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The chefs at Madison Park Conservatory do have a sense of fun, but they keep it under wraps. The dim lighting of the dining room,

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Madison Park Conservatory Searches for its True Colors

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The chefs at Madison Park Conservatory do have a sense of fun, but they keep it under wraps. The dim lighting of the dining room, the slight stuffiness of the long room, the kitchen that you can peek into, but of which you can never get a full view - it can seem serious, even dull. The terrific food has always lifted the mood somewhat, but to experience the true nature of the chefs and their food, you need to come to one of their (numerous) special events: the second iteration of Tako Truck, as a Sunday afternoon event, or the current 'MONDAY, MONDAY, MONDAY!' producer-centric dinners.

The new Monday night feature is a great deal, and with a few tweaks could become a terrific weekly event. This past Monday was the first in the series, and featured Stokesberry Farm's chicken, lamb, and eggs, and Local Roots's vegetables. What it didn't feature, unfortunately, was the producers themselves. They were there, for certain, and while my seat a few tables away in the quiet dining room made me privy to some fantastic farmers market and restaurant gossip, there seemed to be no intention to involve the producers with the diners. A fellow diner made an effort to thank them and was spoken to politely, though the impression was that she was interrupting, rather than conversing with the producers, as the restaurant had implied in promoting the event.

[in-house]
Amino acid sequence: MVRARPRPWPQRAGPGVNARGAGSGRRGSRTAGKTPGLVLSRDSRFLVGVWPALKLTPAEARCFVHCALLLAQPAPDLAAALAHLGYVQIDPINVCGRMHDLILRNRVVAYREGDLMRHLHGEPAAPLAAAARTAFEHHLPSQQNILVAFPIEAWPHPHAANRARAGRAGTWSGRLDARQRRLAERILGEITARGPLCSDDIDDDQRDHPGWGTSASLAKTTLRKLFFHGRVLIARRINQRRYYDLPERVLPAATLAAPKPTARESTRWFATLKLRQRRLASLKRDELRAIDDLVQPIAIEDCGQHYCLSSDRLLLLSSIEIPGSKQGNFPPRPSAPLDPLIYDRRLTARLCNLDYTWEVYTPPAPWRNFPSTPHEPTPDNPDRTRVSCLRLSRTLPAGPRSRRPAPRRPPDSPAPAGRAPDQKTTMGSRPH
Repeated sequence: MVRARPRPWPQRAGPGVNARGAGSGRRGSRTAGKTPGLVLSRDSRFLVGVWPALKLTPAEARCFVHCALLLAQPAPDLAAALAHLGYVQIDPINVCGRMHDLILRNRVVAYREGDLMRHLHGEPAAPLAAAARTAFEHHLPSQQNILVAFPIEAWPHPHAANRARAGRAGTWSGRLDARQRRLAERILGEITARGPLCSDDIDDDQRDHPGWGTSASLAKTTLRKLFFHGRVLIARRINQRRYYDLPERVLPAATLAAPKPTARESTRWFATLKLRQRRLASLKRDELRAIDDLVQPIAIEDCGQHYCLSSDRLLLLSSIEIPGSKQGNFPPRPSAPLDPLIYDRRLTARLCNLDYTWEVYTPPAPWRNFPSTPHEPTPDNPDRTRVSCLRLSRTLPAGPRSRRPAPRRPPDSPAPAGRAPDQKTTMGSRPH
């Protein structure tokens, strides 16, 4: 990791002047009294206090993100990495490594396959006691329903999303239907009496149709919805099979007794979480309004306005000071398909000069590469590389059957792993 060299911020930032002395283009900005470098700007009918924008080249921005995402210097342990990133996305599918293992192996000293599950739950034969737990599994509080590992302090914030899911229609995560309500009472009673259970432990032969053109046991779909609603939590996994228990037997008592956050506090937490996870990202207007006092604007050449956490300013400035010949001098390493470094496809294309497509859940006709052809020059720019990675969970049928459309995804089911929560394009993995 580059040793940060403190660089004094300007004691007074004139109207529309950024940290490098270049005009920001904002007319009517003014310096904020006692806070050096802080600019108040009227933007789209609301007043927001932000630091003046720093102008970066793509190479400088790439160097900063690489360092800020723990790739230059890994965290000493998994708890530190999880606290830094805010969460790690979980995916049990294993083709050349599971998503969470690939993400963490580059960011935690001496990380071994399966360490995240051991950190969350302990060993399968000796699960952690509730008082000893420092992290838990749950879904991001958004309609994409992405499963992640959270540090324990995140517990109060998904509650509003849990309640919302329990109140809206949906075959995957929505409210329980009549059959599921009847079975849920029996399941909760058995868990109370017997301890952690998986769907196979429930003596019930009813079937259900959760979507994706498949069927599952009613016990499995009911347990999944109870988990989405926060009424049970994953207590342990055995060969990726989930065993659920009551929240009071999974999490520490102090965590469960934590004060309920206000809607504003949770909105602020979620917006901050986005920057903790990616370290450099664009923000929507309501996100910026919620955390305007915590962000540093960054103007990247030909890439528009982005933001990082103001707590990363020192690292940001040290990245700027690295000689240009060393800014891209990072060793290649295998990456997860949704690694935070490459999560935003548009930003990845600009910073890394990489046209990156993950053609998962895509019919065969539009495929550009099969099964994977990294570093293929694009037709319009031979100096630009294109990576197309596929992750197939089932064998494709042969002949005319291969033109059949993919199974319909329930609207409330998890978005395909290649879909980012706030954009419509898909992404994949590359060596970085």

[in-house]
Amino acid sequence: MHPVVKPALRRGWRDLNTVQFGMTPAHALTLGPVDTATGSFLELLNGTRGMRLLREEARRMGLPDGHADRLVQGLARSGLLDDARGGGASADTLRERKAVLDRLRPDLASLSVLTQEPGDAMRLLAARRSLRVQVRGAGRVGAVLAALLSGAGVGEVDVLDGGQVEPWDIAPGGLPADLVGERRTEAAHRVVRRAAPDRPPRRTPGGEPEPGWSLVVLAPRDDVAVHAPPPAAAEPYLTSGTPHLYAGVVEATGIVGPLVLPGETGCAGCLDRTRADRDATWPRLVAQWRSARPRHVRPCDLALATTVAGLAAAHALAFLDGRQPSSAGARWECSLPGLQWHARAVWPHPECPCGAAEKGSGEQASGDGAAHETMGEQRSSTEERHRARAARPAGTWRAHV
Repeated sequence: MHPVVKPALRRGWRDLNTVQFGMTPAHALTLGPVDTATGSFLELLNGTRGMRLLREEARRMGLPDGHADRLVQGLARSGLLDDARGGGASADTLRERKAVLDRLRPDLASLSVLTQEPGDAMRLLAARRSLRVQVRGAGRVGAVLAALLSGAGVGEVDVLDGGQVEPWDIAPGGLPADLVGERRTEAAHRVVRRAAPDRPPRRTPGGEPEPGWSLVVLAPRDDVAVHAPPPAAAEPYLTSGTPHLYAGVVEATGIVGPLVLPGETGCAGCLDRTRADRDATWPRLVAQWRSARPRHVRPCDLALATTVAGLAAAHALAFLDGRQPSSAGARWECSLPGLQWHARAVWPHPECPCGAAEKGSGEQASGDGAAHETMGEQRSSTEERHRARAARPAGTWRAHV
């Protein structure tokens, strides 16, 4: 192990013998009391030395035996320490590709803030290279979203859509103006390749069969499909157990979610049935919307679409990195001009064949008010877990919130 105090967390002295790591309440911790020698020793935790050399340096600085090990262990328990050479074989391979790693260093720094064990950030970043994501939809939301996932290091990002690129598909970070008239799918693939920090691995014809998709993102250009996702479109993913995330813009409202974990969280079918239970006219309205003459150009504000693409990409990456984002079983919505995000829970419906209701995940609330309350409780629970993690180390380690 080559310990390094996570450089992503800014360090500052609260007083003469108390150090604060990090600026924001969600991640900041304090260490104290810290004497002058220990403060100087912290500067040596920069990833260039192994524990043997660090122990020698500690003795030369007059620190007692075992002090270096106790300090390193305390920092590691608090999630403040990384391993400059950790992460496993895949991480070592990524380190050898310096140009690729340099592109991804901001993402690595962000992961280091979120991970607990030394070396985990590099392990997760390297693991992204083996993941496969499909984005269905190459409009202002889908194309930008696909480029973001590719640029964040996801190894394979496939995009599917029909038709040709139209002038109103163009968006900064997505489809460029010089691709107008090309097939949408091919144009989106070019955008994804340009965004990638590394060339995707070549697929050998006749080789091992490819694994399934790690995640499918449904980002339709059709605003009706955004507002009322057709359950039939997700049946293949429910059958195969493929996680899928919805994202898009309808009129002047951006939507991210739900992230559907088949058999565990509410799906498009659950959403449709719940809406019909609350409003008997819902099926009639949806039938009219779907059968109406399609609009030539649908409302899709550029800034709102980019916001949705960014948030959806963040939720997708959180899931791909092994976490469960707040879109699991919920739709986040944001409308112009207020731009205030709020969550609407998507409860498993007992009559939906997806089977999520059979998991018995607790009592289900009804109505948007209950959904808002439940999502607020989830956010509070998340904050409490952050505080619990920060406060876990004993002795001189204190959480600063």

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With the wine marked down to half-price on all bottles and the dinner price set at $42 a person for a fixed four courses, the meal is a screaming value. Four courses of Madison Park Conservatory's food is well worth at least twice that, and seeing the chefs' talent as they work within the constraints of the specific producers made for intriguing twists on classic dishes, like the mascarpone and (Stokesberry Farm) egg frosting over a (Local Roots) carrot cake as the dessert.

From the first bite of chicken pâté on toast, where the pickled grapes hid in various cresses, offering pops of flavor, the dinner was lovely. The food and experience were well worth it, and if the producers make more of an effort to mingle with diners and open a dialogue about their products, everyone (the customer, the restaurant and the producers) will surely benefit. Next week the producer will be El Corazon Winery. Call the restaurant for more information or keep track of the dinners on their Facebook page.

Follow Voracious on Facebook & Twitter. Find more from Naomi Bishop on her blog, The GastroGnome, or on Twitter.

 
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